for 10 years or more eventually took such training courses, either at their own whim (to gain computer skills
and thus earn higher pay) or at the behest of their managers.
In the United States, a more general example is that of the high-school dropout who returns to school to
complete general education requirements. Most upwardly-mobile positions require at the very least a high
school diploma or equivalent. A working adult is unlikely to have the freedom to simply quit their job and go
"back to school" full time. Public school systems and community colleges usually offer evening or weekend
classes for this reason. In Europe this is often referred to as "second-chance", and many schools offer tailor-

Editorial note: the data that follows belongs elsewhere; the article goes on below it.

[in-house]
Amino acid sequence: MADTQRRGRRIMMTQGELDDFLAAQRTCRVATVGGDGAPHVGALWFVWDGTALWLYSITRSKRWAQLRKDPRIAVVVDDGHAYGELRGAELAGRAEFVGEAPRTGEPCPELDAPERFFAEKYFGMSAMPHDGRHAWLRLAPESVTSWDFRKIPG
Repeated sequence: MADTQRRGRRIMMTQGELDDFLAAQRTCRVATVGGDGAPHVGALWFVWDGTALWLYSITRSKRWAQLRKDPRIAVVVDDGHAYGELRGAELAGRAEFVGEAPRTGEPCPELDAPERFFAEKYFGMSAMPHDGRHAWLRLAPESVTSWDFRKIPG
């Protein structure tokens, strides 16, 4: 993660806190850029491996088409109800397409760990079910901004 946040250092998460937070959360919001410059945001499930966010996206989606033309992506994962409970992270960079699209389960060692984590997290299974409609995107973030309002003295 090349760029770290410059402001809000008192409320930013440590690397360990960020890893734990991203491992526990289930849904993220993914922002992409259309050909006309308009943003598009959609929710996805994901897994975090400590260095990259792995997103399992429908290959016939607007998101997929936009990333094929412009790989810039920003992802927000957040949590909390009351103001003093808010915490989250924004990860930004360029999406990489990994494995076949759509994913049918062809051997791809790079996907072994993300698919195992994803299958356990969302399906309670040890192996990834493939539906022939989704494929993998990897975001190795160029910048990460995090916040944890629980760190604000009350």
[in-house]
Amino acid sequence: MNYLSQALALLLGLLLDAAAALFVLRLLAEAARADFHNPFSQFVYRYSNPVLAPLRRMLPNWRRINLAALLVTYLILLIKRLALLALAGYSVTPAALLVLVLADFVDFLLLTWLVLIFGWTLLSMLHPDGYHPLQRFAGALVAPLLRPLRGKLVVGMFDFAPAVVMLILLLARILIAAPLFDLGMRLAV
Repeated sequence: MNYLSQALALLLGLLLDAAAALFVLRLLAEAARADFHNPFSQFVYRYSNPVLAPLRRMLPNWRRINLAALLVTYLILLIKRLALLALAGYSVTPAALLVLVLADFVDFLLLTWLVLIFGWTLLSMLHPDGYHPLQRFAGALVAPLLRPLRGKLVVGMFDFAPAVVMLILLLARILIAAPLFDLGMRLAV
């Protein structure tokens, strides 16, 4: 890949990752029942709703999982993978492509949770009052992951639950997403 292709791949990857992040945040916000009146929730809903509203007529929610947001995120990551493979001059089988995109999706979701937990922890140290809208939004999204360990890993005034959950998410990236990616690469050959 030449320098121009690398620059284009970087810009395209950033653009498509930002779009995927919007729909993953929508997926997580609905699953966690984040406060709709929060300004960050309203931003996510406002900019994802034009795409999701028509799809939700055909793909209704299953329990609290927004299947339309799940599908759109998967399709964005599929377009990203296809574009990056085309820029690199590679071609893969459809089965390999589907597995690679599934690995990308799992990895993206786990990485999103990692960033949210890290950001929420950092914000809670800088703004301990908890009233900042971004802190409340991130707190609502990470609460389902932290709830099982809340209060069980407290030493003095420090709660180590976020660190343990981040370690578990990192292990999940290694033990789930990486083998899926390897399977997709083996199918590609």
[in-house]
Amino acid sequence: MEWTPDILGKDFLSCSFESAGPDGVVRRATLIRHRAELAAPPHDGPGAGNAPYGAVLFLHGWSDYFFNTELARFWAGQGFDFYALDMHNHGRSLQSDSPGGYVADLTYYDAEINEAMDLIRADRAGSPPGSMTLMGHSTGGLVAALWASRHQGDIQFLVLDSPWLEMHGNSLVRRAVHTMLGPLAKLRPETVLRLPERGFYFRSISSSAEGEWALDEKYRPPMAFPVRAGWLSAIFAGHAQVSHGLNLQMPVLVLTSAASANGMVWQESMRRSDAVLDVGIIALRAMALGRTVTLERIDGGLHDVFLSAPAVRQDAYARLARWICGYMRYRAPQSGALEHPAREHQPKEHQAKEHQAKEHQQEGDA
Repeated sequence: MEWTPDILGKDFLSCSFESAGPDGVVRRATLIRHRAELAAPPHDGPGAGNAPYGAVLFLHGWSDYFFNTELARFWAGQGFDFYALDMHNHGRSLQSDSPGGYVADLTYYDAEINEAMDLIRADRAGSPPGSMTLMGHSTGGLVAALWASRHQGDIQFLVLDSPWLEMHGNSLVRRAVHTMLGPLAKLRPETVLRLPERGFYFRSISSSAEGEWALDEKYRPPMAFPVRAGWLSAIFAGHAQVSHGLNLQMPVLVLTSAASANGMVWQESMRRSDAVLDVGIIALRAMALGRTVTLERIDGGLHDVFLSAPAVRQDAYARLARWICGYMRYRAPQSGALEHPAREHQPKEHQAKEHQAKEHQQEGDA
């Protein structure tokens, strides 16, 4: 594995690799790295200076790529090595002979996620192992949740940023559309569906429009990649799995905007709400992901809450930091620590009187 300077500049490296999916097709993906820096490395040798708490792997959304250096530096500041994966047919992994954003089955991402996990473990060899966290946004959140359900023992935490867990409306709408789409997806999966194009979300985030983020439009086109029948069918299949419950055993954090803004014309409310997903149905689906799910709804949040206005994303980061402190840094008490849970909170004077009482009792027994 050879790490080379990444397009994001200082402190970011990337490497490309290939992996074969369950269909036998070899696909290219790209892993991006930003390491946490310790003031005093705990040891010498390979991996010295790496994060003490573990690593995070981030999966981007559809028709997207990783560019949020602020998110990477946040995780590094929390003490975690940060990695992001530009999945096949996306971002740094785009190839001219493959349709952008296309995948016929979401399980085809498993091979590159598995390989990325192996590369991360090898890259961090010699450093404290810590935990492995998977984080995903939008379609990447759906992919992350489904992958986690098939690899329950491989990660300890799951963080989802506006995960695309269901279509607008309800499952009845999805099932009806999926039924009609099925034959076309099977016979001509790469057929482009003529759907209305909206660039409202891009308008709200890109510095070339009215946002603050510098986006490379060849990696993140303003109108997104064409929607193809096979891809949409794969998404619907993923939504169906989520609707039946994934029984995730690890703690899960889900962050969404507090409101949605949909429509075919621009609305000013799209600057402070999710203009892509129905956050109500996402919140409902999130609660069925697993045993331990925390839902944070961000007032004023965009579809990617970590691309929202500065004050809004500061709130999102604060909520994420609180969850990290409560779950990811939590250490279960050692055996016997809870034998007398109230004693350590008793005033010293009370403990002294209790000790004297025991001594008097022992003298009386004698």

made courses and learning programmes for these returning learners.
Those adults who read at the very lowest level get help from volunteer literacy programs. These programs
provide one to one tutoring and small group sessions for adults at the 6th grade level or below. Public libraries,
nonprofit organizations and school systems administer these programs across the country. ProLiteracy
Worldwide is the national organization which provides training, tutor certification and accreditation for local
volunteer programs. States often have state organizations such as Literacy Florida!Inc. which provide field
services for volunteer literacy programs.
In the U.S.A., the equivalent of the high school diploma earned by an adult through these programs is to pass
the General Education Development (GED) test.
Another fast-growing sector of adult education is English for Speakers of Other Languages (ESOL), also
referred to as English as a Second Language (ESL)or English Language Learners (ELL). These courses are key